In what could be the worst legal strategy since George Bluth faked a heart attack, New York Daily News gossips Rush & Molloy report hedge fund hustler Bernie Madoff is considering an insanity defense.
Their source ("a Madoff acquaintance"), says the money manager — accused of making $50 billion vanish in a Ponzi scheme — may claim that "somewhere along the line, he had a mental break," or "he has a multiple personality disorder." A psychiatrist hypothesizes that a Bad Bernie-Good Bernie defense could involve claims that Madoff committed his frauds in periods of euphoria but couldn't figure out ways to fix them when he came back to his senses.
The biggest problem with this defense? The sheer length of time Madoff kept his scheme running. A rival trader, Harry Markopolos, alerted the SEC as early as 2000 that Madoff appeared to be running a Ponzi scheme.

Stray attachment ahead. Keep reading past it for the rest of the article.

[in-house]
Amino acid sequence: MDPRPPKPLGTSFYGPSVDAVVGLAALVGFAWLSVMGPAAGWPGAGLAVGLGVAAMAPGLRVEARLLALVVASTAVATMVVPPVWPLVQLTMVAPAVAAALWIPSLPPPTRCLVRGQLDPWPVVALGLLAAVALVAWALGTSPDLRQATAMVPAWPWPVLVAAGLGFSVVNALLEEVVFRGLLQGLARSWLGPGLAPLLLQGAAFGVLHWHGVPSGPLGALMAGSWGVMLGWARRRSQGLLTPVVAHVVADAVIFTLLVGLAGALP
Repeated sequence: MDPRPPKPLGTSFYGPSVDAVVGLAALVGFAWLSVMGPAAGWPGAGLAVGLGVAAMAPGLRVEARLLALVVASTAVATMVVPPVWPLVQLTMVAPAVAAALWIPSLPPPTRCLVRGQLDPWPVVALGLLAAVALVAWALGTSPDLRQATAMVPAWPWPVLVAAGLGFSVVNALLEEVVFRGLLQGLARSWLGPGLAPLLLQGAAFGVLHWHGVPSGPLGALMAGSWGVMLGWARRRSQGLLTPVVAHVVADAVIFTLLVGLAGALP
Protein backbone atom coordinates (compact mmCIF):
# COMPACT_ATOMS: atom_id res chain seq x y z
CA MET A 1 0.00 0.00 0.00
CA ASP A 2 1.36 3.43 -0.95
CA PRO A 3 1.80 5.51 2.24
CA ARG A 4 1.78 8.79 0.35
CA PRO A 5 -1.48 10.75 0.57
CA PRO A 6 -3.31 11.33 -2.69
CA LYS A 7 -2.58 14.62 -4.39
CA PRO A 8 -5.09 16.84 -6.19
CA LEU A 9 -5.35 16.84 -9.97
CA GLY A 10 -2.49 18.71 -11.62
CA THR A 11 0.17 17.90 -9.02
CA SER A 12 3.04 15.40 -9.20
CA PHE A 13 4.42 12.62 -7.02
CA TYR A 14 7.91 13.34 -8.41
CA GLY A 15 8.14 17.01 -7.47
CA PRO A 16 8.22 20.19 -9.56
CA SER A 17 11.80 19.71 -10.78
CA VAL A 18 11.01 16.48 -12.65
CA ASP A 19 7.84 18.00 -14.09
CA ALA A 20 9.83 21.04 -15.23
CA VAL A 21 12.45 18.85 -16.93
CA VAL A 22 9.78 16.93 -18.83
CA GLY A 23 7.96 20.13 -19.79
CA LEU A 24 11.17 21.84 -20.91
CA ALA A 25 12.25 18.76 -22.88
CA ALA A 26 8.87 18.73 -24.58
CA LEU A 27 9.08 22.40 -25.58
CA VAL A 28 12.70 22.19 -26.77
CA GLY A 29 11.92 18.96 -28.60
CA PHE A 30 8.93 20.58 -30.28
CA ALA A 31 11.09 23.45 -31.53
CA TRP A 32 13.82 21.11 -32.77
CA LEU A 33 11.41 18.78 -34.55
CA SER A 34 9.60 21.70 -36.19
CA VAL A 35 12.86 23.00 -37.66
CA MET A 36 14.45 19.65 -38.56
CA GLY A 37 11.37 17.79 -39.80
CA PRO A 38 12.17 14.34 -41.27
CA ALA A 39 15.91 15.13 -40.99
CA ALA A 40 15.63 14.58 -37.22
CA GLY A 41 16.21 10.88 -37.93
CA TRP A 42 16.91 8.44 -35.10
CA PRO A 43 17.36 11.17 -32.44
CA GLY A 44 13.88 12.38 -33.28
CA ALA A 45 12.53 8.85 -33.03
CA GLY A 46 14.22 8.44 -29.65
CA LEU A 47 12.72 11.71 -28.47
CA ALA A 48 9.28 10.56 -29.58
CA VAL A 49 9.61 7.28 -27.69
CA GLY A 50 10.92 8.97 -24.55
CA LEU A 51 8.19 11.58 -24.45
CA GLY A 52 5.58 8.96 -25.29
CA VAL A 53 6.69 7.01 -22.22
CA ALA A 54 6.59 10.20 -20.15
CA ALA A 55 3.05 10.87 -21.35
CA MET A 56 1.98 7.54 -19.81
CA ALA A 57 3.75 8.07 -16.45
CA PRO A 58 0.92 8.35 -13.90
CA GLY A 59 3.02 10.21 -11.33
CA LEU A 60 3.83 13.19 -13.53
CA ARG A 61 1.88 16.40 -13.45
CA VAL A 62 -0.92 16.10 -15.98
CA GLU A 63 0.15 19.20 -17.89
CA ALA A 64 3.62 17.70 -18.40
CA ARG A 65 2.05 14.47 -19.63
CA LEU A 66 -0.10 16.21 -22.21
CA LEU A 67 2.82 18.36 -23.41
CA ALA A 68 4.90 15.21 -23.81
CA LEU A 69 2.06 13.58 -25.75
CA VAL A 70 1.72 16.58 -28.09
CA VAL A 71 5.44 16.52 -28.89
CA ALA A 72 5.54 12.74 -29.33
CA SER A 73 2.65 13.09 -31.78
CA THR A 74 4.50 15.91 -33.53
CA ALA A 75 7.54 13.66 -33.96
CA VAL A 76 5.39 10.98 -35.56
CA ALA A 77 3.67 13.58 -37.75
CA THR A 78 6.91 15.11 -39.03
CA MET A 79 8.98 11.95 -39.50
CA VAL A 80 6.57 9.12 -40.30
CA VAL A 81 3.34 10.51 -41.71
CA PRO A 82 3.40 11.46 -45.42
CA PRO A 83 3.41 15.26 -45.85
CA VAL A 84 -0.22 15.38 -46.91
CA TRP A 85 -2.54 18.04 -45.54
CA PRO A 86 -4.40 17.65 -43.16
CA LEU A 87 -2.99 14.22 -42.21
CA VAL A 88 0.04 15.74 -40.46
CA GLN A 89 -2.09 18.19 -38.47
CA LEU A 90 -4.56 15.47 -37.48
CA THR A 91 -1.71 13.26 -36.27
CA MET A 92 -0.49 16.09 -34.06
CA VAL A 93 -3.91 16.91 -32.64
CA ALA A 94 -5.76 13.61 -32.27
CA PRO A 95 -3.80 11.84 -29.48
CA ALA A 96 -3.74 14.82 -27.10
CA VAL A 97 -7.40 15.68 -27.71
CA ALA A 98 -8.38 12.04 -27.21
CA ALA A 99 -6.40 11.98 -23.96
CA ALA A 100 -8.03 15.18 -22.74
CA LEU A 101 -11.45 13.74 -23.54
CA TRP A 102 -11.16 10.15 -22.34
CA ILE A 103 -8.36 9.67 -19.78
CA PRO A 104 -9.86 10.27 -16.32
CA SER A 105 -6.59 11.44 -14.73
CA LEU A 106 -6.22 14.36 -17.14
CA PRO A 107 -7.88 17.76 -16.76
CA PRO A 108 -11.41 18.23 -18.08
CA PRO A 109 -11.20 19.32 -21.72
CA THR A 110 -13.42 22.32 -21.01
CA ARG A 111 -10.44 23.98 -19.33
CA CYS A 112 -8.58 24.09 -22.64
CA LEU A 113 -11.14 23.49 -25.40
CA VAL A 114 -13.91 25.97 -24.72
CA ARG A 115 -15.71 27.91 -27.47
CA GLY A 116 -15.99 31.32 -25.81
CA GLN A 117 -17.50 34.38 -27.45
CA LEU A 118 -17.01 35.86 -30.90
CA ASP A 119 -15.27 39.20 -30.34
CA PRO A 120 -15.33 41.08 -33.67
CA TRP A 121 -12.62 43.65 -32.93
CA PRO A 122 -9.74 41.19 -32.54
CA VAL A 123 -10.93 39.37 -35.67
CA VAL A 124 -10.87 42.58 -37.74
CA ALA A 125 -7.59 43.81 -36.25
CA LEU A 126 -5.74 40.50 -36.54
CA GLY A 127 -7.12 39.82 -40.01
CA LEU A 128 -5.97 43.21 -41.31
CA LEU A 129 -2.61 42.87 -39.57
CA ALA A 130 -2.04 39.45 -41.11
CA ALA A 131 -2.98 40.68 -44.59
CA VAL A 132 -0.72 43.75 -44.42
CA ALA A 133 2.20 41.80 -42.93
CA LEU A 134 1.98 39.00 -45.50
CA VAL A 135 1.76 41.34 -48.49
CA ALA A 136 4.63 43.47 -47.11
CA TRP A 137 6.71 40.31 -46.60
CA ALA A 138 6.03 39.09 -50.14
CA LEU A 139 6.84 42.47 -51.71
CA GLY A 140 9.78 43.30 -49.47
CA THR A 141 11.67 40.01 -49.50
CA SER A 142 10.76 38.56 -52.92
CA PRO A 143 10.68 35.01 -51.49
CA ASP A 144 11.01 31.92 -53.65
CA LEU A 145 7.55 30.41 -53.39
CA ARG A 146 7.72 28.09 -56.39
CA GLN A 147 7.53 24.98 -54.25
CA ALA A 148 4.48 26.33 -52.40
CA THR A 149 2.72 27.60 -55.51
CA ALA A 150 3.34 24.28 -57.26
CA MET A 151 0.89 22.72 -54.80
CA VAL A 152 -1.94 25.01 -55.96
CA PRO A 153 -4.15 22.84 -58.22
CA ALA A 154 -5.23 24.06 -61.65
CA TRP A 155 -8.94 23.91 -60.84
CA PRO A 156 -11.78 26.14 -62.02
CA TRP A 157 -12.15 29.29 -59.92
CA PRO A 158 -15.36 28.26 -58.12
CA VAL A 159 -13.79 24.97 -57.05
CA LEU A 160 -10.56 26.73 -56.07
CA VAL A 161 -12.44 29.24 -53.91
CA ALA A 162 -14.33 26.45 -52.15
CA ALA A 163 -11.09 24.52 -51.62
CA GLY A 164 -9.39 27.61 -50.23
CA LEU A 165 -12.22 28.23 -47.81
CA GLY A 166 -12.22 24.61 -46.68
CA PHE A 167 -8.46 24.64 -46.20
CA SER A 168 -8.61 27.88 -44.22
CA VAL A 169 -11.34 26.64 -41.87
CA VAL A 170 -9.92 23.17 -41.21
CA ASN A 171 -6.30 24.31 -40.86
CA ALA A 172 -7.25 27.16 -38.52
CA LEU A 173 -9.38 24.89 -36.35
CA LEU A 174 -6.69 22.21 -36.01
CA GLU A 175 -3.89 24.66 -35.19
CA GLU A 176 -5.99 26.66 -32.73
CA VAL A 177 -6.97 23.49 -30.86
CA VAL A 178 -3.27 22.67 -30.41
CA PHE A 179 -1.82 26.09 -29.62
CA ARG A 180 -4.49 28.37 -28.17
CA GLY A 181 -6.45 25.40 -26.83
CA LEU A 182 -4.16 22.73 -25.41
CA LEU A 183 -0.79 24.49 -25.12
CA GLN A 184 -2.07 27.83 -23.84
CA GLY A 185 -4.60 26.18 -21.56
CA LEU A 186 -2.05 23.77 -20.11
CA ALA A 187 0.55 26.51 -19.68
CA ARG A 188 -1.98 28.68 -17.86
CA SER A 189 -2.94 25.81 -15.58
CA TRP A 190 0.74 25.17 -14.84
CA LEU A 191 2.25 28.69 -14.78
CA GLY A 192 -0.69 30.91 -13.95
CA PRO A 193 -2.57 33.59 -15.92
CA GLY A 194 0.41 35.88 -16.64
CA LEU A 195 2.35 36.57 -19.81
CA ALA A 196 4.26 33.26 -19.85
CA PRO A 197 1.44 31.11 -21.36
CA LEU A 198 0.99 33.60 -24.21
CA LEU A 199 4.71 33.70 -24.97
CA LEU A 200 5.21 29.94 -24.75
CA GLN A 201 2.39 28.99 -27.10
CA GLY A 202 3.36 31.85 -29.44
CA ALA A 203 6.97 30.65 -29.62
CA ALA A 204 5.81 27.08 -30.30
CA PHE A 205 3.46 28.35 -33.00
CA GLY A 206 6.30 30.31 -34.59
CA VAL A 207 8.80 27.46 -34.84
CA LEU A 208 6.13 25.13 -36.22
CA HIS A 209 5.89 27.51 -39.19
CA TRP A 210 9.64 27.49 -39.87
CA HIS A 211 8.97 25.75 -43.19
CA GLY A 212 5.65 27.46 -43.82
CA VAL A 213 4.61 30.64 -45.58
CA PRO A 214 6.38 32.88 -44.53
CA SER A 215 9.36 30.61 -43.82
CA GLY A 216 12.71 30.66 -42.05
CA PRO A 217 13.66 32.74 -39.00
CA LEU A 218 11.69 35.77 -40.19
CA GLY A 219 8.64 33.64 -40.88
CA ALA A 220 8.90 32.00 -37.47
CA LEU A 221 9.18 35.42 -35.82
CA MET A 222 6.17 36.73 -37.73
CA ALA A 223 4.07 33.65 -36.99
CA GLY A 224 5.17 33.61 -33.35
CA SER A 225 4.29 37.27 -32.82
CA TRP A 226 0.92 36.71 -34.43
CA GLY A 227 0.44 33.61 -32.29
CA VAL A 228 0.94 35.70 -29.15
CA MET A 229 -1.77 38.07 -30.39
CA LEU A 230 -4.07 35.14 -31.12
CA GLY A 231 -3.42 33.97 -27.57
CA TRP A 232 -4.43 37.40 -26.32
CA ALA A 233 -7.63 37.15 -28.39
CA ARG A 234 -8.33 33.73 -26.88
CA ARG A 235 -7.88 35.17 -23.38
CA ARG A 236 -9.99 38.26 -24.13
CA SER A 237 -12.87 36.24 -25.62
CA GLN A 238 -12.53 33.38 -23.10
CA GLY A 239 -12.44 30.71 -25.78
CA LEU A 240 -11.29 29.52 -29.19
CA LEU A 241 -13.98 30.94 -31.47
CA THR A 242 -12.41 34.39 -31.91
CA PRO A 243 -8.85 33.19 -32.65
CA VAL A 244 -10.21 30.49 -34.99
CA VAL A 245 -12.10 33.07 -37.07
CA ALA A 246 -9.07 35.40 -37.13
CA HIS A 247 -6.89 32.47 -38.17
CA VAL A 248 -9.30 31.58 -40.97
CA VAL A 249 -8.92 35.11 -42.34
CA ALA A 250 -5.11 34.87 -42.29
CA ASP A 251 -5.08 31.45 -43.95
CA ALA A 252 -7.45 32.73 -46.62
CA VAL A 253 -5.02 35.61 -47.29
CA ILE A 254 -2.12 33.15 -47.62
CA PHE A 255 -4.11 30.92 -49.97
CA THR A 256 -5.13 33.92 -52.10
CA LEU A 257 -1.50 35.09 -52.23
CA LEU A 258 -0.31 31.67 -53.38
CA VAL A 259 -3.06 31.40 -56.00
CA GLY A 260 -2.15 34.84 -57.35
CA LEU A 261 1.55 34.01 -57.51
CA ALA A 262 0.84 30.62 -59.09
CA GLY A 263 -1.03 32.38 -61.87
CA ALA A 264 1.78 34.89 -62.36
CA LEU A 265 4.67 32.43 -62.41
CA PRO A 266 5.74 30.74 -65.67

And a writer for Barron's, Erin E. Arvedlund, wrote a skeptical article about Madoff's purported investment returns in May 2001. She even got Madoff on record to explain his too-good-to-be-true hedge fund performance: "It's a proprietary strategy, I can't go into detail."
By their nature, Ponzi schemes — which use new investors to pay off older ones — are short lived because money eventually runs out. The pyramid scheme that Charles Ponzi ran in 1920 lasted just nine months. That Madoff was able to keep his running for nearly a decade — or longer — suggests that he was anything but crazy.